Kotlin and Algebraic Data Types

As Kotlin steadily spreads into the masses more and more Java developers are being exposed to “new” concepts which were actually available in other languages for years now. Algebraic Data Types (ADT for short) is one of these concepts.

What are ADT?

Simply spoken, an ADT is a type which is represented by several other subtypes. Still sounds too complicated? Okay. How about this one?

Wait, isn’t this a Java enum? Yes it is. It also happens to be a very simple example of ADT. DeliveryStatus is a type which is indeed represented by several other types (in this case enum entries). But wait, here is more!

Actually, it turns out that when a parcel is dispatched we would also like to know a tracking number.

Here is how an implementation could look like in Java.

Doesn’t look that bad, right? Yet, it is flawed in one important way — trackingNumber is used only if Stage is DISPATCHED and is null in every other case. This is tolerable if the amount of such “special” cases is small, but as code evolves more and more such fields emerge.

Kotlin to the rescue

Kotlin helps us to solve this problem by providing sealed classes. Here is how you would define an ADT in Kotlin.

Let’s see what’s going here.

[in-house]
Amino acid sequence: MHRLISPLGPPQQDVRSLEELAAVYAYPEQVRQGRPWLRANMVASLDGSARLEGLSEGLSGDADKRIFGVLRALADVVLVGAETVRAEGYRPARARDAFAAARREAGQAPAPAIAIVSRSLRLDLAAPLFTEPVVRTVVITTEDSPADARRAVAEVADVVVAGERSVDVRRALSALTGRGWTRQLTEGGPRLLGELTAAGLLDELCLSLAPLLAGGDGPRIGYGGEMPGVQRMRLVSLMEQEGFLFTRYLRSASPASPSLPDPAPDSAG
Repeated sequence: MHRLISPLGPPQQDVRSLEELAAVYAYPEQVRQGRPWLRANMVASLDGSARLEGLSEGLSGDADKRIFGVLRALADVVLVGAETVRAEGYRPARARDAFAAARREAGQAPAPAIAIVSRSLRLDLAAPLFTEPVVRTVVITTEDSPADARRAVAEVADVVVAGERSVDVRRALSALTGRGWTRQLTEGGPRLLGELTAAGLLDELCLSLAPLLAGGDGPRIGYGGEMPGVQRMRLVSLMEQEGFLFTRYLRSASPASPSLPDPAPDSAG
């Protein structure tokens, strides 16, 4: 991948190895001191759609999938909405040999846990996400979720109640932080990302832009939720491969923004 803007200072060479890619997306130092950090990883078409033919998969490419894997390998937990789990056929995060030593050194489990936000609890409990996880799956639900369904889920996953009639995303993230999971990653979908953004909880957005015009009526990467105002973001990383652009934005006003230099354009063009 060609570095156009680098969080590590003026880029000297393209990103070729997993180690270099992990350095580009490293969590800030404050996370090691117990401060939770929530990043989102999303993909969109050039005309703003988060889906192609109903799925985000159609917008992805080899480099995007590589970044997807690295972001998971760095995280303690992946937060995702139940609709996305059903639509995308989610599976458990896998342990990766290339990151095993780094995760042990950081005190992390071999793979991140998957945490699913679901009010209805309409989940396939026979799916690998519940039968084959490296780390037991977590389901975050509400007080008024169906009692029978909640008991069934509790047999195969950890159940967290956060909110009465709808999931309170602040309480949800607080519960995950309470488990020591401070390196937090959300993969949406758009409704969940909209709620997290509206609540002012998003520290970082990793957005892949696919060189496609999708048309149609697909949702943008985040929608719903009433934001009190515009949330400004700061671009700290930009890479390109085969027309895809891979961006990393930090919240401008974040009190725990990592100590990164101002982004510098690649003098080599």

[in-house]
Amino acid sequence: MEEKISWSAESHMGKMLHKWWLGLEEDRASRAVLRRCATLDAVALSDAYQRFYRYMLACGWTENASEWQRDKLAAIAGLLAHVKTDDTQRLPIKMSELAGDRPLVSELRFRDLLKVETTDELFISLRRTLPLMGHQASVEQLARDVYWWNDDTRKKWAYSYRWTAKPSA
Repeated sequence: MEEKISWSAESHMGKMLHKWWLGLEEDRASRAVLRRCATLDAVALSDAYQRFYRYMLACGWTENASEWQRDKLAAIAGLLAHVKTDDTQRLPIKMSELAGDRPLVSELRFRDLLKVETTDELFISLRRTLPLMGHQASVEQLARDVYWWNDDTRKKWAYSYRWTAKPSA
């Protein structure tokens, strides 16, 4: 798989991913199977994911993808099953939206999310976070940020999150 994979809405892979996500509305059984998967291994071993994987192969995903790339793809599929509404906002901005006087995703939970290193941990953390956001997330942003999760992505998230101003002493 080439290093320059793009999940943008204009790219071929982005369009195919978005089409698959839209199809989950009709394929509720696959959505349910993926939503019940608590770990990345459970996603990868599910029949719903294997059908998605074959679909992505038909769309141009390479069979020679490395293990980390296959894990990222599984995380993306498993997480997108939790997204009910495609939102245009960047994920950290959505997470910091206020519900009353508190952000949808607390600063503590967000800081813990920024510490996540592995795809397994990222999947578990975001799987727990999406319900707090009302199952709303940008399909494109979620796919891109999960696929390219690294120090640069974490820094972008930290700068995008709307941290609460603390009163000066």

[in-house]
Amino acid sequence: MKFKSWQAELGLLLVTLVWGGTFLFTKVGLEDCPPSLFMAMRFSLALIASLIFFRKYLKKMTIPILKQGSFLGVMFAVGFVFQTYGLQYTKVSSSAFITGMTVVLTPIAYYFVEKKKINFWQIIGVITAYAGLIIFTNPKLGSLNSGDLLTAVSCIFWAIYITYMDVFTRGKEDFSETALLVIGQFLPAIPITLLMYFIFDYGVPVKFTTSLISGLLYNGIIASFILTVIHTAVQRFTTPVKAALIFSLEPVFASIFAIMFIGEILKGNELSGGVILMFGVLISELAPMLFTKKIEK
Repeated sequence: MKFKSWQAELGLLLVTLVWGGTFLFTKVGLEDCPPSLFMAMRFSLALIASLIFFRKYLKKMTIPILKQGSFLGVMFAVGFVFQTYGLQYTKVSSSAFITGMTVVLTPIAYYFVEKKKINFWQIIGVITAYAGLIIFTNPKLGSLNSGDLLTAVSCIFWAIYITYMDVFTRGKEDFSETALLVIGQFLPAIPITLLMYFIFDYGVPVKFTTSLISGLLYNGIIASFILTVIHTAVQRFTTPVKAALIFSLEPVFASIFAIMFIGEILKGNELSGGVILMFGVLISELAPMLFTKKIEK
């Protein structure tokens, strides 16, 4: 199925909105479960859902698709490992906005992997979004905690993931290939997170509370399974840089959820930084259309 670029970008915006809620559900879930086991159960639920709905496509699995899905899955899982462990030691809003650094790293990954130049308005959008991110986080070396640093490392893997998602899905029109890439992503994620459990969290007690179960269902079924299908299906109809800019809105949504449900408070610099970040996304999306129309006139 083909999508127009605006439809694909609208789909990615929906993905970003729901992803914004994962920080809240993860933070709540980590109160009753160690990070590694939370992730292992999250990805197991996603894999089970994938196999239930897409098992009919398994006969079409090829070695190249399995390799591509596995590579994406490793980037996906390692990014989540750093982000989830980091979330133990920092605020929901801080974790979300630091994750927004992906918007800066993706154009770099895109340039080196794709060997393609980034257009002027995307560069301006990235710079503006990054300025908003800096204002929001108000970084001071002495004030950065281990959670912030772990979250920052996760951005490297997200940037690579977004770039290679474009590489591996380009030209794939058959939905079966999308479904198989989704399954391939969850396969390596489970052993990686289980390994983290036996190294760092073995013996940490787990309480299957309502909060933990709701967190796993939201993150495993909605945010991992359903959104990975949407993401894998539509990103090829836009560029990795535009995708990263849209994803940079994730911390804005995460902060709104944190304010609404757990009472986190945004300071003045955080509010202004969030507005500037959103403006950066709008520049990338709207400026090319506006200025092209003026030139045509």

• We define a sealed class. This means that no other class outside of this Kotlin file can extend DeliveryStatus which in turn means that the compiler knows about every possible subtype of DeliveryStatus . We’ll get to that at a later point.
  • We define some types which extend DeliveryStatus .
  • We use an object if there is no point in having different instances of this type.

Notice that now only DeliveryStatus.Dispatching contains a tracking number. No other types have to know about it.

Using ADT

That is all great but how do we use our DeliveryStatus now? One of the ways would be to use when operator which makes working with ADTs especially convenient.

Important things to notice:

  • There is no need to cast status to Dispatched because the compiler already knows that.
  • We have return even though there is no return type specified. That is because every function returns the Unit by default.
  • It does not compile.

Wait what? You read it right — it indeed does not compile, but can you guess why?

The reason for compilation error also happen to be another advantage of ADTs. It does not compile because we forgot to specify Delivered status in our when clause. Ouch!

Now it works. ADTs are helping you to ensure that when new types are added you handle them properly. But of course you don’t have to do that and if you’ll remove return from showDeliveryStatus it will compile just fine even without Delivered .

In the end

  • ADTs are very helpful in cases when you need a single value which represents one of several possible states.
  • It is easy to get started. Just write your next class using ADT. No need to change anything in the existing code.
  • ADTs are not a replacement for all model classes, just the ones which have subtypes.
  • enum is still an ADT.

Let us know what you think in the comments!